MONT ALTO, Pa. — Penn State Mont Alto launched a Veterans' Mentoring Program in January that connects veteran students with former military faculty and staff volunteers. The program will provide support to student veterans transitioning to higher education and future civilian careers. While the program requires meetings at the beginning and end of each academic term, the students and mentors will largely define the goals of the mentorship together.
"We wanted to do something not to just help vets transition to college, but also to help them thrive, succeed after college, and stay in touch after they graduate," said Francis K. Achampong, Penn State Mont Alto chancellor, during a meeting to announce the program and introduce the mentors to student veterans.
All student veterans who are enrolled at Penn State Mont Alto are encouraged to participate in the program. There are currently 42 student veterans at Mont Alto who come from diverse military backgrounds and represent various ages, education levels, ranks and branches of the military.
"While student veterans feel more comfortable with each other as their own support network," said Achampong, "a more holistic approach is to provide a support network with a mentorship in tandem with Mont Alto's Academic Affairs, Student Affairs, and Career Counseling staff."
The program includes members of Penn State Mont Alto's faculty and staff who also come from diverse military backgrounds, in addition to two staff members, Mont Alto's veterans' certifying official and the Academic Support Center's student advocacy specialist. Other staff members are also serving as resources to the program, including the career services coordinator and campus nurse and counselor. In order to incorporate best practices into the program, each has completed the Penn State World Campus course "Serving Those Who Have Served."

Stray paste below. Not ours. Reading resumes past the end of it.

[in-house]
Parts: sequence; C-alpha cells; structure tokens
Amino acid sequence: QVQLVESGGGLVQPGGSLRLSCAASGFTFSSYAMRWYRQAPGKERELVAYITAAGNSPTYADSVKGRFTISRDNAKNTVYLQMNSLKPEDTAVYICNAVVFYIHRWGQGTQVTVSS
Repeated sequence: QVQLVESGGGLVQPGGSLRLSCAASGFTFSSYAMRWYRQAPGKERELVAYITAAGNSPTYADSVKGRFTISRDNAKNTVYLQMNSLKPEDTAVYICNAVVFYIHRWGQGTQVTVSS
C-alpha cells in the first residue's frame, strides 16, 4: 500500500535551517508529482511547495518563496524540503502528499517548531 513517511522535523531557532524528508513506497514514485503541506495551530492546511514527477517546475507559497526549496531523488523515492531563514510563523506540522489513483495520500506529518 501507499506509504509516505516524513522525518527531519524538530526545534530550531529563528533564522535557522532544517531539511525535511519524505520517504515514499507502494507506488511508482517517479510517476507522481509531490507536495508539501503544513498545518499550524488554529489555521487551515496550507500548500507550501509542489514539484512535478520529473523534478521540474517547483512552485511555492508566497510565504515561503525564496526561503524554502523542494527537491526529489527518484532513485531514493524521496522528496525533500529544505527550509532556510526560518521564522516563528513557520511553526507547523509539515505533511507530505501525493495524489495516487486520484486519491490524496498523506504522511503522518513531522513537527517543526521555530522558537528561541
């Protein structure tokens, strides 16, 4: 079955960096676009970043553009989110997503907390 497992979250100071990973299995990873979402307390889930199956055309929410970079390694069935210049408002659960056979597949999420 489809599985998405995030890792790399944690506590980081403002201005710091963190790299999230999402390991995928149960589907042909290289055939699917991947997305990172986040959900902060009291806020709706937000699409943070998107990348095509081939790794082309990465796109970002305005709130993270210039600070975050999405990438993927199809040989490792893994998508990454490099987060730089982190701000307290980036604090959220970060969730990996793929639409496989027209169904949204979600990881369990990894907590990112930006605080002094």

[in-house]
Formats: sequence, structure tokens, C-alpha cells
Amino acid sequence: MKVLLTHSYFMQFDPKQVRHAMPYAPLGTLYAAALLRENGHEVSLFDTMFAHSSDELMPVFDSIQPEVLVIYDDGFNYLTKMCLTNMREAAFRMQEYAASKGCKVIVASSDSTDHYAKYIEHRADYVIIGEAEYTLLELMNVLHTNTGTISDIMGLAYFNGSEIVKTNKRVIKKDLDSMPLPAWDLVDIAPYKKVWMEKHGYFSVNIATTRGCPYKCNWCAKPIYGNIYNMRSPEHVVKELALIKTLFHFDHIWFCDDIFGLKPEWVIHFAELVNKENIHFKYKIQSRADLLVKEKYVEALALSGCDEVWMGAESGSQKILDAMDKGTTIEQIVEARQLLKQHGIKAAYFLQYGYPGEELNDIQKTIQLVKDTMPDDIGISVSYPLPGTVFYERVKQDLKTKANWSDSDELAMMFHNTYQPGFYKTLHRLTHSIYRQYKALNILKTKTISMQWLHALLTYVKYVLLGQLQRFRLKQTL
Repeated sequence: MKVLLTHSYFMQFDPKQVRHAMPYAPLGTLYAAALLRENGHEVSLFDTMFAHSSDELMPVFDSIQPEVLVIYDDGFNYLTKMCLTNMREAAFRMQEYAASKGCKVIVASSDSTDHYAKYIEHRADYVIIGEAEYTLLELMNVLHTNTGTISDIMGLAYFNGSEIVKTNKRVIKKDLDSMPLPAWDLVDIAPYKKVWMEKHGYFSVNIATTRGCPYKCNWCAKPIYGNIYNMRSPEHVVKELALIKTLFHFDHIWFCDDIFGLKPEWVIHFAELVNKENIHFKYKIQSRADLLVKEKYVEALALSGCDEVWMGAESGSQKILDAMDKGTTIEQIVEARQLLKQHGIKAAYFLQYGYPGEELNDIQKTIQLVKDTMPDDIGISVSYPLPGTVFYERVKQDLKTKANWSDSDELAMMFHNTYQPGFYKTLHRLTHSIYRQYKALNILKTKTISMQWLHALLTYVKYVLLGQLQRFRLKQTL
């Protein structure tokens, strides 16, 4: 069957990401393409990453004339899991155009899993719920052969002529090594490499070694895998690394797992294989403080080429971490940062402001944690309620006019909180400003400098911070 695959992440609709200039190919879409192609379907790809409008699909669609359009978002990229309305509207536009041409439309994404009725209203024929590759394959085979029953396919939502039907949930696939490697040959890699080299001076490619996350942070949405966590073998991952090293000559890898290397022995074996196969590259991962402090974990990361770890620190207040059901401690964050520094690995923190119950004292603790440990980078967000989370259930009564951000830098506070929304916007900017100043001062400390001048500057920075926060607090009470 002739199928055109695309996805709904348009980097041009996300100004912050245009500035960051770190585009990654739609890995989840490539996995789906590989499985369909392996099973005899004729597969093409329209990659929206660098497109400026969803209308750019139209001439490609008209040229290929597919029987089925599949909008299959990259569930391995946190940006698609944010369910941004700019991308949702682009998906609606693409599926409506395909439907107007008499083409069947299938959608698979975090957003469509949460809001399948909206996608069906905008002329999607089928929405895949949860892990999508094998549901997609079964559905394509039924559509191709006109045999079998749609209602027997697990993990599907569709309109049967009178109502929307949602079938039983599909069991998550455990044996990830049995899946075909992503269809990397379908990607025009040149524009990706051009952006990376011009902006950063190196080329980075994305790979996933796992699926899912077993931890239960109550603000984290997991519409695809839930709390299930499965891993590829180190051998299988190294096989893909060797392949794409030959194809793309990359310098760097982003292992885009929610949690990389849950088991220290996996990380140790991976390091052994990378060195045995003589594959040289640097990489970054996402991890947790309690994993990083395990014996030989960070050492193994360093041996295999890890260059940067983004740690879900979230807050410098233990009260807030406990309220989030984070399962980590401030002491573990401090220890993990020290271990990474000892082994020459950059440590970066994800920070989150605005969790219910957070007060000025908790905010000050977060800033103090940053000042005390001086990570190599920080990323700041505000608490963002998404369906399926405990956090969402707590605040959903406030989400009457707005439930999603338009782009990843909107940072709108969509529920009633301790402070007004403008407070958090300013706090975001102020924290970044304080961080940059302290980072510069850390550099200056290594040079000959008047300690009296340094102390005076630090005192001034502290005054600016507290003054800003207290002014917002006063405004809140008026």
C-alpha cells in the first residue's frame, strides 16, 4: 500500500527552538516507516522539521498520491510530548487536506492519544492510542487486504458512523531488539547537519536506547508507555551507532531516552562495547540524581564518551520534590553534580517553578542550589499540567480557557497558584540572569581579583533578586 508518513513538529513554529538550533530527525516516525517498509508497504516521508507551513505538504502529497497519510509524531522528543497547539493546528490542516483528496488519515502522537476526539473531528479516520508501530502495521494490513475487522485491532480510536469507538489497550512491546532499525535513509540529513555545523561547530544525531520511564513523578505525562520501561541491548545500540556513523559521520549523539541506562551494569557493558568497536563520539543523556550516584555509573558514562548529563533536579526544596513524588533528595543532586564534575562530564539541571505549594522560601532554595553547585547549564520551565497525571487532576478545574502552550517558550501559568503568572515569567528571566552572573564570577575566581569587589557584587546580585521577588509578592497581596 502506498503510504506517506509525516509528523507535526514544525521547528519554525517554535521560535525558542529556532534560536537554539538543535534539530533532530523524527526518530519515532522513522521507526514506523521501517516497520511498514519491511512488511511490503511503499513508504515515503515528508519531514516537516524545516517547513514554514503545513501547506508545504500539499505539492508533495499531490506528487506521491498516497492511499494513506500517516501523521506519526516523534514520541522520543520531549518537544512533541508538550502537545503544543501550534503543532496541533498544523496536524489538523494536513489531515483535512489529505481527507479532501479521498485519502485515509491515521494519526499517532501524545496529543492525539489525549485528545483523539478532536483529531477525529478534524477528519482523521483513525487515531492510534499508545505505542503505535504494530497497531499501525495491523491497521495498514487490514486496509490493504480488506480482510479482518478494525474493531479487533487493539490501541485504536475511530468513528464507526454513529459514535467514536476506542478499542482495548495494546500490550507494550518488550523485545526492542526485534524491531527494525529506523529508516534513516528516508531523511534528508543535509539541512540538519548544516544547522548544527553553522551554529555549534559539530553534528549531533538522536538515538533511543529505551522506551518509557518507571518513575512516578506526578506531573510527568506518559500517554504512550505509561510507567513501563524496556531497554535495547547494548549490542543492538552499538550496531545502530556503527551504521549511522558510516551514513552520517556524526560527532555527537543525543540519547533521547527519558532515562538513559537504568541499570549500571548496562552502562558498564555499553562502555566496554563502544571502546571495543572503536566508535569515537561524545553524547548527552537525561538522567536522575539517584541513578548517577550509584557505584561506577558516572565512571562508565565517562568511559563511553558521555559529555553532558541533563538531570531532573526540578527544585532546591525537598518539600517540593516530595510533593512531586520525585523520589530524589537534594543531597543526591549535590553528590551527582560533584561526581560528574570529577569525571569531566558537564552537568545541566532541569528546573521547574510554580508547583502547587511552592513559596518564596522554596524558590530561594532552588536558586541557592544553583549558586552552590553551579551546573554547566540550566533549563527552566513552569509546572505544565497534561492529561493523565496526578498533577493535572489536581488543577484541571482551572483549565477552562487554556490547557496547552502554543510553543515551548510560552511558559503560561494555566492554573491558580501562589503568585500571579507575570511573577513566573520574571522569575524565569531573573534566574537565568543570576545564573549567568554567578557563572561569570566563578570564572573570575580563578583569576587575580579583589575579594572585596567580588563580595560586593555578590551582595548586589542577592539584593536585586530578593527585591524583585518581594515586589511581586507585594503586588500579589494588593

"The mentor program is a great addition to Mont Alto's commitment to the veteran community," said Benjamin Stephey, president of the Penn State Mont Alto Student Veterans' Association and a U.S. Army veteran. "This program is more than just a simple meet and greet; it provides the opportunity for veterans to build a relationship with faculty and staff members on a personal and professional level. Simply put, it is another resource at their disposal."
This initiative augments several efforts to support veteran students at Penn State Mont Alto. In fall 2014, the University opened its Veterans' Center, giving student veterans a place to gather, help each other with classes, study and share stories. The Mont Alto campus is also a signatory of the Education Pillar of "Got Your 6," the "8 Keys to Veterans' success," and participates in the "Principles of Excellence" in recruiting and retaining veteran students. In addition, the campus dedicated the Penn State Mont Alto Veterans' Memorial in 2012, which was largely funded by the Student Veterans Association (SVA).
"While the Veterans' Center plays a key role in supporting student veterans, our idea is not to just give vets a space," said Achampong. "We know they are a unique group who come with unique challenges and that their transition to higher education can be more complicated."